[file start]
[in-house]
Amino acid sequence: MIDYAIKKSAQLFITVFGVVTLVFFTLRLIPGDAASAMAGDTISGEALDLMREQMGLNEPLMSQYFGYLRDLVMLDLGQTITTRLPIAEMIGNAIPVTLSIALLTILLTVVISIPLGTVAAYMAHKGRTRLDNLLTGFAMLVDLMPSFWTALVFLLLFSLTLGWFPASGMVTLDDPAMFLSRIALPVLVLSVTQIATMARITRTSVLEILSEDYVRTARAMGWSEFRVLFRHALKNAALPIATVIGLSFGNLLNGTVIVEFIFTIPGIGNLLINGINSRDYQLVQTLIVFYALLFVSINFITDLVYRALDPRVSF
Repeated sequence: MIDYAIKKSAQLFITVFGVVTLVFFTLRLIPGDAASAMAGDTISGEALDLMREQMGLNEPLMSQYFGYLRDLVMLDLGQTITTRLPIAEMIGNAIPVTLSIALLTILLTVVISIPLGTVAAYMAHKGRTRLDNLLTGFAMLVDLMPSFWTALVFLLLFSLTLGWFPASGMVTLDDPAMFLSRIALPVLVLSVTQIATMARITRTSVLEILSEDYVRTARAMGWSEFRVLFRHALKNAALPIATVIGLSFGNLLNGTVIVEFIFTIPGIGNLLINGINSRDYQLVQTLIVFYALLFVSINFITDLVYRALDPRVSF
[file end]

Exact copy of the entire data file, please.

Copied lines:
[in-house]
Amino acid sequence: MIDYAIKKSAQLFITVFGVVTLVFFTLRLIPGDAASAMAGDTISGEALDLMREQMGLNEPLMSQYFGYLRDLVMLDLGQTITTRLPIAEMIGNAIPVTLSIALLTILLTVVISIPLGTVAAYMAHKGRTRLDNLLTGFAMLVDLMPSFWTALVFLLLFSLTLGWFPASGMVTLDDPAMFLSRIALPVLVLSVTQIATMARITRTSVLEILSEDYVRTARAMGWSEFRVLFRHALKNAALPIATVIGLSFGNLLNGTVIVEFIFTIPGIGNLLINGINSRDYQLVQTLIVFYALLFVSINFITDLVYRALDPRVSF
Repeated sequence: MIDYAIKKSAQLFITVFGVVTLVFFTLRLIPGDAASAMAGDTISGEALDLMREQMGLNEPLMSQYFGYLRDLVMLDLGQTITTRLPIAEMIGNAIPVTLSIALLTILLTVVISIPLGTVAAYMAHKGRTRLDNLLTGFAMLVDLMPSFWTALVFLLLFSLTLGWFPASGMVTLDDPAMFLSRIALPVLVLSVTQIATMARITRTSVLEILSEDYVRTARAMGWSEFRVLFRHALKNAALPIATVIGLSFGNLLNGTVIVEFIFTIPGIGNLLINGINSRDYQLVQTLIVFYALLFVSINFITDLVYRALDPRVSF